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Belief Elicitation with Multiple Point Predictions

Author

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  • Markus Eyting

    () (Johannes Gutenberg-University)

  • Patrick Schmidt

    () (HITS gGmbH Heidelberg)

Abstract

We consider beliefs about real-valued outcomes, and show how to elicit the entire subjective probability distribution with binarized scoring rules. Further, we propose a simple, incentive compatible elicitation mechanism - multiple point predictions - that partially identifies the subjective probability distribution. Simultaneously eliciting multiple point predictions with linear incentives reveals the subjective probability distribution without pre-defined anchors or probabilistic statements. In a laboratory experiment, we test belief elicitation with multiple point predictions and compare it to the standard approach of eliciting discrete probabilities on pre-defined intervals. We find that elicitation with point predictions is faster, more convenient and more predictive of subsequent behavior. In the absence of anchors, the elicited distributions show evidence of first order biases, but are less prone to overconfidence. Further, the distributions are less accurate for uninformed participants, and more accurate under heterogeneous information.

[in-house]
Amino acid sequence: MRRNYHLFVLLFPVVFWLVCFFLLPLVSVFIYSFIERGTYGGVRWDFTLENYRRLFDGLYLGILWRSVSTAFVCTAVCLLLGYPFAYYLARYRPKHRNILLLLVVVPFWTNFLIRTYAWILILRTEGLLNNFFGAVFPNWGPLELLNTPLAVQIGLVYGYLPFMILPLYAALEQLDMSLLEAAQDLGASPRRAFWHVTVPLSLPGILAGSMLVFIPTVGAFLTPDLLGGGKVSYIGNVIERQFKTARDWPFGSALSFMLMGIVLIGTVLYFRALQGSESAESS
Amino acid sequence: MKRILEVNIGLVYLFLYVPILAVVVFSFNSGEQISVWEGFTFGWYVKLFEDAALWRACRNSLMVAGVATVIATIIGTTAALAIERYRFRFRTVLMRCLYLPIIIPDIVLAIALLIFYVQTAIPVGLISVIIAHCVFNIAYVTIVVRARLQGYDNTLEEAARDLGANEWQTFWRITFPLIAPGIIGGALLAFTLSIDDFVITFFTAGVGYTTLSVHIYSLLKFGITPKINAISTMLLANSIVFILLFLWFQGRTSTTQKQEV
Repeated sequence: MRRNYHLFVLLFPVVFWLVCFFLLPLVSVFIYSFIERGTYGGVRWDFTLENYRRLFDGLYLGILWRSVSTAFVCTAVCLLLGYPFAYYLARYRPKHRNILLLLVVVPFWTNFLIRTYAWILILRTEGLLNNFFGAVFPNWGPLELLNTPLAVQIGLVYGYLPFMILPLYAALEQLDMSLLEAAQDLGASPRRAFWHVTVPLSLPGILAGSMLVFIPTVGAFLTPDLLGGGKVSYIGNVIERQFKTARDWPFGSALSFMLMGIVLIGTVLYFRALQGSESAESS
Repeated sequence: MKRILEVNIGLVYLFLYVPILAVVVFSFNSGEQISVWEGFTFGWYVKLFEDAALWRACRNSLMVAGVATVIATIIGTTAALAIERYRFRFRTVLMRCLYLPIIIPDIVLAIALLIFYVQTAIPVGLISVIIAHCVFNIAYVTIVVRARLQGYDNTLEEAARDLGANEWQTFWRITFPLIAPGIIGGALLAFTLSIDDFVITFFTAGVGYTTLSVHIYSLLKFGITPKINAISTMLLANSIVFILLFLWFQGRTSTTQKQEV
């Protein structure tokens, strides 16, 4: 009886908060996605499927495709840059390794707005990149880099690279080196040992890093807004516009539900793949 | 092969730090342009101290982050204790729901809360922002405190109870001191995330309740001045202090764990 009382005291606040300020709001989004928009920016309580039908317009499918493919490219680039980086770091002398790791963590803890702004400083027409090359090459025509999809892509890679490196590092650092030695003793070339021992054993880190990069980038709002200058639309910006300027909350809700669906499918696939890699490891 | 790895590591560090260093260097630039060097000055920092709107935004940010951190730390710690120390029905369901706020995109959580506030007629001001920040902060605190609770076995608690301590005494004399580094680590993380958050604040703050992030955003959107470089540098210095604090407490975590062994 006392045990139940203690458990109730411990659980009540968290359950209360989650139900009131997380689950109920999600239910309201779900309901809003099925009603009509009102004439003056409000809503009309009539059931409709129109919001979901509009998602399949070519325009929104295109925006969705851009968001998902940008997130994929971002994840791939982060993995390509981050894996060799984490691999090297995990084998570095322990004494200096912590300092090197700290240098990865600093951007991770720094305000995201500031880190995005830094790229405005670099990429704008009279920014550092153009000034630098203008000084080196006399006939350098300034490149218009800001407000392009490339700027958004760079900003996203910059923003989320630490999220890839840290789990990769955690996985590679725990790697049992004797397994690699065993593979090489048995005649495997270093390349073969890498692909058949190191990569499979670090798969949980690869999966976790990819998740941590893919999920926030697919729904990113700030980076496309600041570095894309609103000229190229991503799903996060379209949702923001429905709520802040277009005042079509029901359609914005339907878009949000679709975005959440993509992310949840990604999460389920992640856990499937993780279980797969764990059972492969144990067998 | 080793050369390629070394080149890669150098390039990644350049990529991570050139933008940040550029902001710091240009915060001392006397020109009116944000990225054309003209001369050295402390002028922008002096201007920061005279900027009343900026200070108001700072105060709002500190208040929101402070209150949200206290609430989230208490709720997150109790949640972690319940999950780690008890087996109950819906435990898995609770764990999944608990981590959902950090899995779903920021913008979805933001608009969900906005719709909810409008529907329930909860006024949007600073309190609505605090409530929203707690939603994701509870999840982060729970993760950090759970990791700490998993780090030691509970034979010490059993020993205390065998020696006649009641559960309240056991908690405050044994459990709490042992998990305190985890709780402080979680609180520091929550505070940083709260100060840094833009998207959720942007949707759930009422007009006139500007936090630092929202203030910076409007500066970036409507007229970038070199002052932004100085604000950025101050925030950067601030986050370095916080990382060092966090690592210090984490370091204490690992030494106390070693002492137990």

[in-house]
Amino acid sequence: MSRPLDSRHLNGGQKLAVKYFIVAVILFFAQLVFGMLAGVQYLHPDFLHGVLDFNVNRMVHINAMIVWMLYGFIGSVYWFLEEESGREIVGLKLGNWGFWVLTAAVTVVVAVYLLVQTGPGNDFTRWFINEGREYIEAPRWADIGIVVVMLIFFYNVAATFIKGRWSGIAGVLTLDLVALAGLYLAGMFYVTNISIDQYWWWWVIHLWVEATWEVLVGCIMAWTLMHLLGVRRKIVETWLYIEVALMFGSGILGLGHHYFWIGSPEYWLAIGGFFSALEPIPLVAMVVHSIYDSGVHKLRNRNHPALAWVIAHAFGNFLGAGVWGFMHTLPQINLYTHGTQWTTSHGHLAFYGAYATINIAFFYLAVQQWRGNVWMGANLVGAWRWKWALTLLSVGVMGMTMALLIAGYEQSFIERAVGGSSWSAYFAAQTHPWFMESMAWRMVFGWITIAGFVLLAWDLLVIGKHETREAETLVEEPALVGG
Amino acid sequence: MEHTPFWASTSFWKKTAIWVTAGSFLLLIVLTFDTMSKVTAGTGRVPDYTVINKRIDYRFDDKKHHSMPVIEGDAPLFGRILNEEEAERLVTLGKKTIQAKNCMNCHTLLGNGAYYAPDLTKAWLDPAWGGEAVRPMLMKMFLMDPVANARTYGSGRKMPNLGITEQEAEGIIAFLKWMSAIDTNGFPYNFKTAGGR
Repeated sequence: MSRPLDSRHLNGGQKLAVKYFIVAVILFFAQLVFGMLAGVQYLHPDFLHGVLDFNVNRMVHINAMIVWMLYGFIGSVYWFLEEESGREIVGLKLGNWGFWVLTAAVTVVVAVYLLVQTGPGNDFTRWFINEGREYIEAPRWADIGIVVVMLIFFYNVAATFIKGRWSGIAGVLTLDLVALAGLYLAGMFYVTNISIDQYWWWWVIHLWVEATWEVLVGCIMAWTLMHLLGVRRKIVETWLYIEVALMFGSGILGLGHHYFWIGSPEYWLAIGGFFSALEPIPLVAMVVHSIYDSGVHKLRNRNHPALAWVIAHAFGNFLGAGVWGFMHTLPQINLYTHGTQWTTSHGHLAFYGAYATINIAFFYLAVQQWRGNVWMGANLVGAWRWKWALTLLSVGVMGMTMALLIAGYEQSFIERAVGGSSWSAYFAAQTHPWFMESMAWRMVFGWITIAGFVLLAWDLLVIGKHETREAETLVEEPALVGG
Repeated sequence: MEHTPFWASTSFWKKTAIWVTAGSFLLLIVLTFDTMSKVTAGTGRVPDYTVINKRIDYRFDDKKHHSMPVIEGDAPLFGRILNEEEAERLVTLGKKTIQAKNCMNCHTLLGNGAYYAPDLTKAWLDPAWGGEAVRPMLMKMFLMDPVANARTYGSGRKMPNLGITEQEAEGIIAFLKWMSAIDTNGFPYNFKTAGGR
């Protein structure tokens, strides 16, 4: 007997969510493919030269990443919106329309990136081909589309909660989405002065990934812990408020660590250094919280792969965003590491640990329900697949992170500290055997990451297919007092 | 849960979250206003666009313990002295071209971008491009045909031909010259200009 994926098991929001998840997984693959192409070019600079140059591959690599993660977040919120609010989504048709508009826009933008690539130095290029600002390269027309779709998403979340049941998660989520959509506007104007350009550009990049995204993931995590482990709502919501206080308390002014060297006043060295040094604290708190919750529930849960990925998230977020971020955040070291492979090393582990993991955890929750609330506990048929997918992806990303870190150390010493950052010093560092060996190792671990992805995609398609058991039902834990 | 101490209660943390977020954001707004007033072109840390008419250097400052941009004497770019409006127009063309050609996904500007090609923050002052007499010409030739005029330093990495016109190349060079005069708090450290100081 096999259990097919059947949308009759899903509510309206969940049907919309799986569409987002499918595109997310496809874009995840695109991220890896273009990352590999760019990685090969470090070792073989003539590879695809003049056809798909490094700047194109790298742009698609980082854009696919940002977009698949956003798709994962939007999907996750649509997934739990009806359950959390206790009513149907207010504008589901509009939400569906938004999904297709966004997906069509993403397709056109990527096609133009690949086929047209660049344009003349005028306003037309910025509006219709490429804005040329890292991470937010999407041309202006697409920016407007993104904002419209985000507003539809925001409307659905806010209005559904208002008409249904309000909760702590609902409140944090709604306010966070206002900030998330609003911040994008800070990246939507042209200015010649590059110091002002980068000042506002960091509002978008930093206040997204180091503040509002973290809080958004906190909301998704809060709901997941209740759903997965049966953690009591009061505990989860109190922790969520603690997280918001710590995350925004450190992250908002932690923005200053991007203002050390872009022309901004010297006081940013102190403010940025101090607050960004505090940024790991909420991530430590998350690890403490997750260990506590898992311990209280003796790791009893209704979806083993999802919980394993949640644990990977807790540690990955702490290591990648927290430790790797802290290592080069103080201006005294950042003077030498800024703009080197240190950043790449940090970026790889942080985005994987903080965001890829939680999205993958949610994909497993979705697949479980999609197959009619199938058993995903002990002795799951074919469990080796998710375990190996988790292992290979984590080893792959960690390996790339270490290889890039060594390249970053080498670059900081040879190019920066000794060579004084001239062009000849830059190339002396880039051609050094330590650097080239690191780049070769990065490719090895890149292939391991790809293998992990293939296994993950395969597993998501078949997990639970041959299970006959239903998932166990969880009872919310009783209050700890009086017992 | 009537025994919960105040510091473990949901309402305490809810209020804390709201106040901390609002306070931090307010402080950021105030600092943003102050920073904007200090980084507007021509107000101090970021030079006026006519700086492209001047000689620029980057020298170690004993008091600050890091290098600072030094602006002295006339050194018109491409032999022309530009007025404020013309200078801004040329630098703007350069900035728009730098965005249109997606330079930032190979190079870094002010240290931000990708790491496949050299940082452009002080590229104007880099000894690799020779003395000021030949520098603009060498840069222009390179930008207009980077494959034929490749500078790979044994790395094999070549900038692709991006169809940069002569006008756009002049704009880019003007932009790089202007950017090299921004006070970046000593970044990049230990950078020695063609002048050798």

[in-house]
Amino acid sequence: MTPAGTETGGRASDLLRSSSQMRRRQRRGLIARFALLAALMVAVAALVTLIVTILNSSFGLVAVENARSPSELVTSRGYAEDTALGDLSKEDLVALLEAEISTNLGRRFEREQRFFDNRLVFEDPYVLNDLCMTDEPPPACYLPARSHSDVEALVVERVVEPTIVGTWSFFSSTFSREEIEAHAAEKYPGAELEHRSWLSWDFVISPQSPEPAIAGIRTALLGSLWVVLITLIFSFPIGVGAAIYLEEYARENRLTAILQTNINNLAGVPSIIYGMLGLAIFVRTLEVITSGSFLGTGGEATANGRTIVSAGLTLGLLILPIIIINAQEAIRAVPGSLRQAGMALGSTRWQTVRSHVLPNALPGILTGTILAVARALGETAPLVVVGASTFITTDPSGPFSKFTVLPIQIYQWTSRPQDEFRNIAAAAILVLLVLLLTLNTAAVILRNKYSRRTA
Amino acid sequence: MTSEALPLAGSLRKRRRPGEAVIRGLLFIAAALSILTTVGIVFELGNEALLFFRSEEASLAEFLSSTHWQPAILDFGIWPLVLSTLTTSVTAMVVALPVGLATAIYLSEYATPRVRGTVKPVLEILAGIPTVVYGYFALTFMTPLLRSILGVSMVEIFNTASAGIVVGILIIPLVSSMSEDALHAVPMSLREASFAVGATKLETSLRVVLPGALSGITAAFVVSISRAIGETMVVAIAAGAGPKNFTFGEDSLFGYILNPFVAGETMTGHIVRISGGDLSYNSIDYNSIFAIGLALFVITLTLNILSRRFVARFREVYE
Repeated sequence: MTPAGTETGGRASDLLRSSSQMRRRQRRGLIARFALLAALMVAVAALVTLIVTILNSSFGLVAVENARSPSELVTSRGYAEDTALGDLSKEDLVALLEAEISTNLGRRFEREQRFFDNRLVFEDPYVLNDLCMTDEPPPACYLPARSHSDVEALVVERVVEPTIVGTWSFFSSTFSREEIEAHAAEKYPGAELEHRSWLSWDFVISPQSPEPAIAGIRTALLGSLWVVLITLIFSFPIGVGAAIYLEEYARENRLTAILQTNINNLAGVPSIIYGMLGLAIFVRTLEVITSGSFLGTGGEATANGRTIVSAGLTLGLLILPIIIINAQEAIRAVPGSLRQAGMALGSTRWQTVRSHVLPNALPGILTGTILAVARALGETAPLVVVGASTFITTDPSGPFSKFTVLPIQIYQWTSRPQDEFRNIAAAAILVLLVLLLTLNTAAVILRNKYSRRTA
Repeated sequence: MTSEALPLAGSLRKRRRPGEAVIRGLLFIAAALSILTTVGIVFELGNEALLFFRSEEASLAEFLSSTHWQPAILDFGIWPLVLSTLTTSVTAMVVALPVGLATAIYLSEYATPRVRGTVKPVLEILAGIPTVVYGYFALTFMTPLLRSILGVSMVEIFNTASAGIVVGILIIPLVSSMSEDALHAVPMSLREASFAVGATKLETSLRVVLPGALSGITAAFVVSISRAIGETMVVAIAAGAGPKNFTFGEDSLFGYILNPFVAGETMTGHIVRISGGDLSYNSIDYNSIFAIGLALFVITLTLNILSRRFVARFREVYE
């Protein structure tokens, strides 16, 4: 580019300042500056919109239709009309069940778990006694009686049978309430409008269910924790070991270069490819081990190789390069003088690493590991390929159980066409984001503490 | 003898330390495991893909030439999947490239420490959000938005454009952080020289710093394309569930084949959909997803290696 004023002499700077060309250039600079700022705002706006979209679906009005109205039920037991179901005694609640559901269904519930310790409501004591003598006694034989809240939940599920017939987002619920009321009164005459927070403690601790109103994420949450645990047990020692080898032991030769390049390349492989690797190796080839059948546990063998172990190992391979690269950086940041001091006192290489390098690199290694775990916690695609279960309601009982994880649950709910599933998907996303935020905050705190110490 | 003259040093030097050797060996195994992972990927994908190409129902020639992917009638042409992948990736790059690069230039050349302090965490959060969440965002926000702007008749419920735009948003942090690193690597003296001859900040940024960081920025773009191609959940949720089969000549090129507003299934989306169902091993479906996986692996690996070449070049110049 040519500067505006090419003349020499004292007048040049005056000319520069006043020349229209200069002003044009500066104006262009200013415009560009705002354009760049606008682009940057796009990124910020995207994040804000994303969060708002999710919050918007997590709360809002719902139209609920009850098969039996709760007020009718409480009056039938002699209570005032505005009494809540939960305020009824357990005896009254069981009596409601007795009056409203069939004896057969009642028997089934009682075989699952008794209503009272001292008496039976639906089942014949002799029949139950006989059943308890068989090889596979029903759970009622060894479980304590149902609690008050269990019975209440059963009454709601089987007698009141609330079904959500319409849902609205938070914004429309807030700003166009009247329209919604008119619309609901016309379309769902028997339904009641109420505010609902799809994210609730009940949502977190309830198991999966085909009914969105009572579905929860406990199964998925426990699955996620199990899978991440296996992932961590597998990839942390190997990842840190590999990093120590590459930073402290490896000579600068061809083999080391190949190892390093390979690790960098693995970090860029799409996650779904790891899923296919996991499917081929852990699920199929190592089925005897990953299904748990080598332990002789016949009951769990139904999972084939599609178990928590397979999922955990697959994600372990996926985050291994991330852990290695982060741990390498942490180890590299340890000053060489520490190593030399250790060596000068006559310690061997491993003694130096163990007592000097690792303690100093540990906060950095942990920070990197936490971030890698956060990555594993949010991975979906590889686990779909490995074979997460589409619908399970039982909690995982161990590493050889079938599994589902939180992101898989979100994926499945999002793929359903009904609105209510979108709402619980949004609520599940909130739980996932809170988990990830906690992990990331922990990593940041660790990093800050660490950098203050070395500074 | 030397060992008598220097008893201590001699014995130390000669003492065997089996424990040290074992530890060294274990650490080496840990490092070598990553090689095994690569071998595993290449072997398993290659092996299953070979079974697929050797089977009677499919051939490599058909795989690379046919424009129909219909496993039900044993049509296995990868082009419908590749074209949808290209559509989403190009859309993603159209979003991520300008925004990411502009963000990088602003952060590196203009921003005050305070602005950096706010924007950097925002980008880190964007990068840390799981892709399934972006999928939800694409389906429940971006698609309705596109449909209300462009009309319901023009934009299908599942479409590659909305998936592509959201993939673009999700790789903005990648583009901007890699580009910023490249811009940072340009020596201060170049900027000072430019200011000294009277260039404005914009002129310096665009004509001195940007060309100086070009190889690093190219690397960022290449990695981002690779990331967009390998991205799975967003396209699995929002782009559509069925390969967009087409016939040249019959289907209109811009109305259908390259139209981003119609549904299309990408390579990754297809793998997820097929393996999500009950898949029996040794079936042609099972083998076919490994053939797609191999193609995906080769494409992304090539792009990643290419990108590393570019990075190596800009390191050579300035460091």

Suggested Citation

  • Markus Eyting & Patrick Schmidt, 2019. "Belief Elicitation with Multiple Point Predictions," Working Papers 188, Gutenberg School of Management and Economics, Johannes Gutenberg-Universität Mainz.
  • Handle: RePEc:jgu:wpaper:1818
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    File URL: https://download.uni-mainz.de/RePEc/pdf/Discussion_Paper_1818.pdf
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    References listed on IDEAS

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    Cited by:

    1. Patrick Schmidt, 2019. "Elicitation of ambiguous beliefs with mixing bets," Papers 1902.07447, arXiv.org.

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